Terrace Talk: Manchester United - Ole not the only one looking over his shoulder

LET’S start by reminding ourselves of yesterday’s obvious prematch golden oldie: “That pitch looks so awful, it could be a real leveller; it might give United a chance”.

Terrace Talk: Manchester United - Ole not the only one looking over his shoulder

LET’S start by reminding ourselves of yesterday’s obvious prematch golden oldie: “That pitch looks so awful, it could be a real leveller; it might give United a chance”.

Such was the black humour on display after Wednesday’s cataclysmic defeat against Burnley, then.

And after 10 minutes, as the drenched divots were threatening to help make divvies of us, I was wondering if it was time to start thinking about composing the Ole Obit.

Six goals later, and we’re now wondering whether we should get a tractor in to plough up Old Trafford a bit. United’s biggest goal tally since Fergie left may have come against a terrible team giving their own worst performance of the season but it still remains an achievement of sorts.

Hey, these days, you take your succour where you can.

Thus ended a chaotic, near-violent ‘cracked badge week’ which had seen the very alpha and omega of Ole’s United.

I would love to think the immediacy and decisiveness of yesterday’s response might mean we can ignore what happened midweek, but only the giddiest are going to fall for that.

Something did crack last Wednesday; maybe not the badge, but we heard a snapping sound alright.

What could repair some of last week’s damage would, of course, be some sort of miracle at Wastelands this Wednesday night.

I could hear upbeat pals trying it on for size amidst the six-shooting euphoria: “you never know; an early goal, then we could be heading into Juve 99 territory” and so forth.

But fan opinion overall remains divided.

That dreaded symbol of a manager in trouble — the special occasional Red Issue website opinion poll — emerged from the Wednesday wreckage and currently shows a near 50/50 split between those who would like Ole to step down now, and those who want him to at least get until the summer.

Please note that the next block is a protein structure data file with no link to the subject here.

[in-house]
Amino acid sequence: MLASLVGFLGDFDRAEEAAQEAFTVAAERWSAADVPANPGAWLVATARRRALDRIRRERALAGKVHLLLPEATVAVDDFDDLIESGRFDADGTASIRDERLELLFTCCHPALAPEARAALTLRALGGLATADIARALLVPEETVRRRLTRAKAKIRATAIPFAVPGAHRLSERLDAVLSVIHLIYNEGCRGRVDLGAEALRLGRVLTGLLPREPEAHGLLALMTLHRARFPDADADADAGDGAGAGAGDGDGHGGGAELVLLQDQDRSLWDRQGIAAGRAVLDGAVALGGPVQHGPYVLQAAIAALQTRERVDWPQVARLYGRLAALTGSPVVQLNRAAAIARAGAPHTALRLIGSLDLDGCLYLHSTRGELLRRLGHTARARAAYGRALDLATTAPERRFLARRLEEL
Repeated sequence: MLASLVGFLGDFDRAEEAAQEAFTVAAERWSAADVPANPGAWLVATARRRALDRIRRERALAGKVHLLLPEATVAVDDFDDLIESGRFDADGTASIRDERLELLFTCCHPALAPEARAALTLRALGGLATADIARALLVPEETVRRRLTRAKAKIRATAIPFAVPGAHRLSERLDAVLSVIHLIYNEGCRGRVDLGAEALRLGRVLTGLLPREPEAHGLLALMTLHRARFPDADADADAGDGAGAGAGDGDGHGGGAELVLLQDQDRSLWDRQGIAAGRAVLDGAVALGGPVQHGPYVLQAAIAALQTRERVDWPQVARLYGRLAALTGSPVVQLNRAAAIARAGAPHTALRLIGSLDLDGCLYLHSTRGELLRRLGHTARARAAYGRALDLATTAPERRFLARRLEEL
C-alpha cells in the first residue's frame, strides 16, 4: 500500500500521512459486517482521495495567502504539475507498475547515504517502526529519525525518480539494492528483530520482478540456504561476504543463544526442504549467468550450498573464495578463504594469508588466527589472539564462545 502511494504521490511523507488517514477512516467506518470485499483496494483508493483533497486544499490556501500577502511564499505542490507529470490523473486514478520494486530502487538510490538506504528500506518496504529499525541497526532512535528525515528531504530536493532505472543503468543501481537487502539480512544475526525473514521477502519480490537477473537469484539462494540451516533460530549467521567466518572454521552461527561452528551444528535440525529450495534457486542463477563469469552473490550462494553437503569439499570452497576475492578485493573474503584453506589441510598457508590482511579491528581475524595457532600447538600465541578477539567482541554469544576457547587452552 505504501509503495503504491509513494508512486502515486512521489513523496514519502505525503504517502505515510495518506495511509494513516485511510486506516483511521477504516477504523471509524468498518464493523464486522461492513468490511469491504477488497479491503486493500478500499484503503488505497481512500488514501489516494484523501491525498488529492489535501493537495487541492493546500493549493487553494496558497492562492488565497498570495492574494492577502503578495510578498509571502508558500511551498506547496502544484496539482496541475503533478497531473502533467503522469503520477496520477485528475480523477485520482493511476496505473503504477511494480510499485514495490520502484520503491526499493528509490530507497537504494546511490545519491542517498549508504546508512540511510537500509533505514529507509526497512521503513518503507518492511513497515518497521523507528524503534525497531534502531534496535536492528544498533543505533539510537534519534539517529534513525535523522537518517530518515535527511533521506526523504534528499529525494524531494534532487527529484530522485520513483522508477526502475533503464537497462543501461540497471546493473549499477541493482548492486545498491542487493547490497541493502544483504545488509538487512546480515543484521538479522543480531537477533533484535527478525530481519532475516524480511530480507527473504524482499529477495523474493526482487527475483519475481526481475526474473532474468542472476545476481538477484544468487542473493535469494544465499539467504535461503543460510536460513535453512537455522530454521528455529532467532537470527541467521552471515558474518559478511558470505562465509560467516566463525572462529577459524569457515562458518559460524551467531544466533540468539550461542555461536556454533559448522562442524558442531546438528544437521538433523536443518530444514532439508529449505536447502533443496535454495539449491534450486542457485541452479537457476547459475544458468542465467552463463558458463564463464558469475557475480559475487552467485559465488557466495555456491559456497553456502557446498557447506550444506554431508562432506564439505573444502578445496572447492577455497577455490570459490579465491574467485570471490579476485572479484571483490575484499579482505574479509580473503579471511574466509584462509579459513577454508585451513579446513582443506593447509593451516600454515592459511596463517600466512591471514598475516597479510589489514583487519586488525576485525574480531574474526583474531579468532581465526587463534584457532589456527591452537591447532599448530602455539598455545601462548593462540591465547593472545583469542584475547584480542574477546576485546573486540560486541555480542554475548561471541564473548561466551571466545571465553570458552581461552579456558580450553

(In the interests of full disclosure: I voted without hesitation for the latter option, although I clearly do not brim with confidence. Much like the players, then.)

Not all opinions divide, though. The rather more immediate target of almost entirely united fan ire is, of course, Ed Woodward, who was conveniently (and fortunately, for him) absent last Wednesday.

He thus missed the special medley of murder songs the Stretford End had lovingly arranged for him, songs which in turn infuriated the media.

The story therefore then became all about what beastly devils United fans supposedly are, rather than what a serial incompetent Woodward has been.

I am told there’s likely to be more to come on the anti-Woodward front during this week, although the planned stadium walkout for next weekend seems to me to be a non-starter — or at least a likely failure.

There is also the transfer window factor; should Ed pull some rabbits out of the hat at the end of the week — and especially if we have also knocked out City — then you can see that the activists might have their work cut out mobilising the ficklest.

The moment to strike was last week — although, of course, in a larger sense, it was actually in the last decade. North-east of us, the alleged planned Saudi takeover of Newcastle is bringing an end to the lingering hopes of some (especially some in Florida, I bet) that the Arabs might ‘rescue’ United one day.

That’s the best bit of news this month, as far as I am concerned; ‘Saudi United’ would have ended all further interest for me in Old Trafford.

But interest there certainly is today. The atmosphere around the club remains feverish, bordering on the insurrectional, and I am told the press are sitting on some damaging stories that they could run at any moment.

Trapdoors are set below players, coaches, administrators, you name it; everyone is fighting for their future here. And United are still in three cups, plus a Champions League race, despite all our woes and crises.

2020 looks like it won’t be the first of the Boring Twenties after all.

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